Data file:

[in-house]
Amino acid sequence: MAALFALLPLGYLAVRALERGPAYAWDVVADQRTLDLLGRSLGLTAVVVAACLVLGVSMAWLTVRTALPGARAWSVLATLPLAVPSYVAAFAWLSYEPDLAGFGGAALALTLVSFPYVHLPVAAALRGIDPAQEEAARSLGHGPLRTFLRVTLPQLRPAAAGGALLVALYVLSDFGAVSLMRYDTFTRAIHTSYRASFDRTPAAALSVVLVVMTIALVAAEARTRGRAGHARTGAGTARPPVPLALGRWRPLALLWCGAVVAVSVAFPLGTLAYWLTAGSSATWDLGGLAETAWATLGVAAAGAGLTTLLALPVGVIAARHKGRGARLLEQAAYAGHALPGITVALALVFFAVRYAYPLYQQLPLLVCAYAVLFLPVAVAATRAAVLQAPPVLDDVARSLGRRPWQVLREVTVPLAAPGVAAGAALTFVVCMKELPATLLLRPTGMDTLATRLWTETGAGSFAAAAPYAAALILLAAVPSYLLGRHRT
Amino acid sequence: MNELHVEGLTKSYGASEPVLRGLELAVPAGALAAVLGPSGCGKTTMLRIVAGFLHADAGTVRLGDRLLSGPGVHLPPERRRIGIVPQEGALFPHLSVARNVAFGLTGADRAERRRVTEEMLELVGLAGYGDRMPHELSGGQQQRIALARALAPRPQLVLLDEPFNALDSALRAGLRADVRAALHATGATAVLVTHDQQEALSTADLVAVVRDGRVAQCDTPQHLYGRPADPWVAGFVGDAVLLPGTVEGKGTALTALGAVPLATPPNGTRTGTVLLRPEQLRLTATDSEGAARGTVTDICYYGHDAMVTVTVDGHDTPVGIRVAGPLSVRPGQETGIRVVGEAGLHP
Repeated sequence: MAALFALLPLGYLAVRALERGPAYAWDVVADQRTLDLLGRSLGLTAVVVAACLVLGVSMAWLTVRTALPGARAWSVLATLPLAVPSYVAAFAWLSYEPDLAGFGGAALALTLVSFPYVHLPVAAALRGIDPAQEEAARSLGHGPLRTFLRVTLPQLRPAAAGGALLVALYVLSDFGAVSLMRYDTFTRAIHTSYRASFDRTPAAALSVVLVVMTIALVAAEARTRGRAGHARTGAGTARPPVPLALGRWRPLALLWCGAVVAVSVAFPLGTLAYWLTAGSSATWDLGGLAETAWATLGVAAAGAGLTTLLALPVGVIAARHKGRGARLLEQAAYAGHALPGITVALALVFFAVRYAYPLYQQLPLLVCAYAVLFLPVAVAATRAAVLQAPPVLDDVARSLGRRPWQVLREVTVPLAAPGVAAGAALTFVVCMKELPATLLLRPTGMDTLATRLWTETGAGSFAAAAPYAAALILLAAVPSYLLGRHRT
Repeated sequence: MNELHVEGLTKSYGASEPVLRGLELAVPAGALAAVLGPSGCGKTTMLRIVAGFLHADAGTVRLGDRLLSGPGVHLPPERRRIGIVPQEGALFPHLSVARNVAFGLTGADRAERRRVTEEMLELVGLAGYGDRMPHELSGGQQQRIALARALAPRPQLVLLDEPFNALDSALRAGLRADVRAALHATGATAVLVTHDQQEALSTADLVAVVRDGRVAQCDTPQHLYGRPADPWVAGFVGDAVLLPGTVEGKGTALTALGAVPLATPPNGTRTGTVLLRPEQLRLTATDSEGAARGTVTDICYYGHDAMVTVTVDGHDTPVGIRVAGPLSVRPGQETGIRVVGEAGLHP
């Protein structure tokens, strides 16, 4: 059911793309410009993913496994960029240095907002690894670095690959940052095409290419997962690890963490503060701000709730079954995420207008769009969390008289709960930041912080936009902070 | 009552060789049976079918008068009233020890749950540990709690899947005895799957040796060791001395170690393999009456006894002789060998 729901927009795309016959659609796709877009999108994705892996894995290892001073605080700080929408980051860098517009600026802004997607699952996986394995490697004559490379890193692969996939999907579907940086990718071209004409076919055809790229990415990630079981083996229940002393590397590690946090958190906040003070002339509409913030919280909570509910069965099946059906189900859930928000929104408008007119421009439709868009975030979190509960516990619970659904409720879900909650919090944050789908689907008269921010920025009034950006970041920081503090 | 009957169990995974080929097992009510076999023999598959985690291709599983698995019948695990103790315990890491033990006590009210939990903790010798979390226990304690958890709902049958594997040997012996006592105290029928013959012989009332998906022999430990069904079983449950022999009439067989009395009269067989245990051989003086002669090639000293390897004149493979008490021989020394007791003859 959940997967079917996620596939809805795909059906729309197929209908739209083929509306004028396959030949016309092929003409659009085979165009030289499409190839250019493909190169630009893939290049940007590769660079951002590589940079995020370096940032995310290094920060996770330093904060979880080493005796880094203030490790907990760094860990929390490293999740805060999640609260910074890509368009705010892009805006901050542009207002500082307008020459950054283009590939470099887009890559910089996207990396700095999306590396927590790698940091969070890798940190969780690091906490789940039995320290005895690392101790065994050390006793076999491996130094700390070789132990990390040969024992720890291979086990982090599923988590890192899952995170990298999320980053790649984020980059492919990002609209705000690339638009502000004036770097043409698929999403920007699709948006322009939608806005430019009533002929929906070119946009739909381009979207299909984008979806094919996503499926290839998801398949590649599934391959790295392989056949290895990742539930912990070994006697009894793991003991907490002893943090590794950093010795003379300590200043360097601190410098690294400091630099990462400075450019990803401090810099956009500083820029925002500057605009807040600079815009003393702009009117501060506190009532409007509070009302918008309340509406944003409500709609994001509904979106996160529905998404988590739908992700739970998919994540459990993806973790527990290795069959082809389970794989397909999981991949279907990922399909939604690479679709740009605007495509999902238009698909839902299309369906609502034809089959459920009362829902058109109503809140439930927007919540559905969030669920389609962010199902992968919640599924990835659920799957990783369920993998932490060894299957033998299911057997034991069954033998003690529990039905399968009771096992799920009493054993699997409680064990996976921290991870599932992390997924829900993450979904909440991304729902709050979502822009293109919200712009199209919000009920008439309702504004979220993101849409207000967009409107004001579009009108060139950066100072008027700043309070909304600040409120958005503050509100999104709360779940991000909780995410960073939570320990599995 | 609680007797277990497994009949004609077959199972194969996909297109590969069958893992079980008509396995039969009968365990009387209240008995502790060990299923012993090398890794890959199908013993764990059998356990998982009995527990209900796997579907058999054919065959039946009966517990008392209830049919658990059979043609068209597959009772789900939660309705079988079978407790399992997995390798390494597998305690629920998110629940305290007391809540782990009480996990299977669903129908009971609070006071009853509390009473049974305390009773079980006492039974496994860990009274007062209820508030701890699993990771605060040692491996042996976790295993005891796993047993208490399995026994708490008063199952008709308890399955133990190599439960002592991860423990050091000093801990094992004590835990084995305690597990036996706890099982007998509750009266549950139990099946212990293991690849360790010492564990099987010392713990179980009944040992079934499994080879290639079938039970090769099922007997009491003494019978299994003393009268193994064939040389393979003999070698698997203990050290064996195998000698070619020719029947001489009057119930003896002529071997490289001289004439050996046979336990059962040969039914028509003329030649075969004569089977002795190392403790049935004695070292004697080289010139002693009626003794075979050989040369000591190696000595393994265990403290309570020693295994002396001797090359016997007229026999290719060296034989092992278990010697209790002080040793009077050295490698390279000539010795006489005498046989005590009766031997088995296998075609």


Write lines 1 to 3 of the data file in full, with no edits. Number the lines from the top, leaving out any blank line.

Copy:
[in-house]
Amino acid sequence: MAALFALLPLGYLAVRALERGPAYAWDVVADQRTLDLLGRSLGLTAVVVAACLVLGVSMAWLTVRTALPGARAWSVLATLPLAVPSYVAAFAWLSYEPDLAGFGGAALALTLVSFPYVHLPVAAALRGIDPAQEEAARSLGHGPLRTFLRVTLPQLRPAAAGGALLVALYVLSDFGAVSLMRYDTFTRAIHTSYRASFDRTPAAALSVVLVVMTIALVAAEARTRGRAGHARTGAGTARPPVPLALGRWRPLALLWCGAVVAVSVAFPLGTLAYWLTAGSSATWDLGGLAETAWATLGVAAAGAGLTTLLALPVGVIAARHKGRGARLLEQAAYAGHALPGITVALALVFFAVRYAYPLYQQLPLLVCAYAVLFLPVAVAATRAAVLQAPPVLDDVARSLGRRPWQVLREVTVPLAAPGVAAGAALTFVVCMKELPATLLLRPTGMDTLATRLWTETGAGSFAAAAPYAAALILLAAVPSYLLGRHRT
Amino acid sequence: MNELHVEGLTKSYGASEPVLRGLELAVPAGALAAVLGPSGCGKTTMLRIVAGFLHADAGTVRLGDRLLSGPGVHLPPERRRIGIVPQEGALFPHLSVARNVAFGLTGADRAERRRVTEEMLELVGLAGYGDRMPHELSGGQQQRIALARALAPRPQLVLLDEPFNALDSALRAGLRADVRAALHATGATAVLVTHDQQEALSTADLVAVVRDGRVAQCDTPQHLYGRPADPWVAGFVGDAVLLPGTVEGKGTALTALGAVPLATPPNGTRTGTVLLRPEQLRLTATDSEGAARGTVTDICYYGHDAMVTVTVDGHDTPVGIRVAGPLSVRPGQETGIRVVGEAGLHP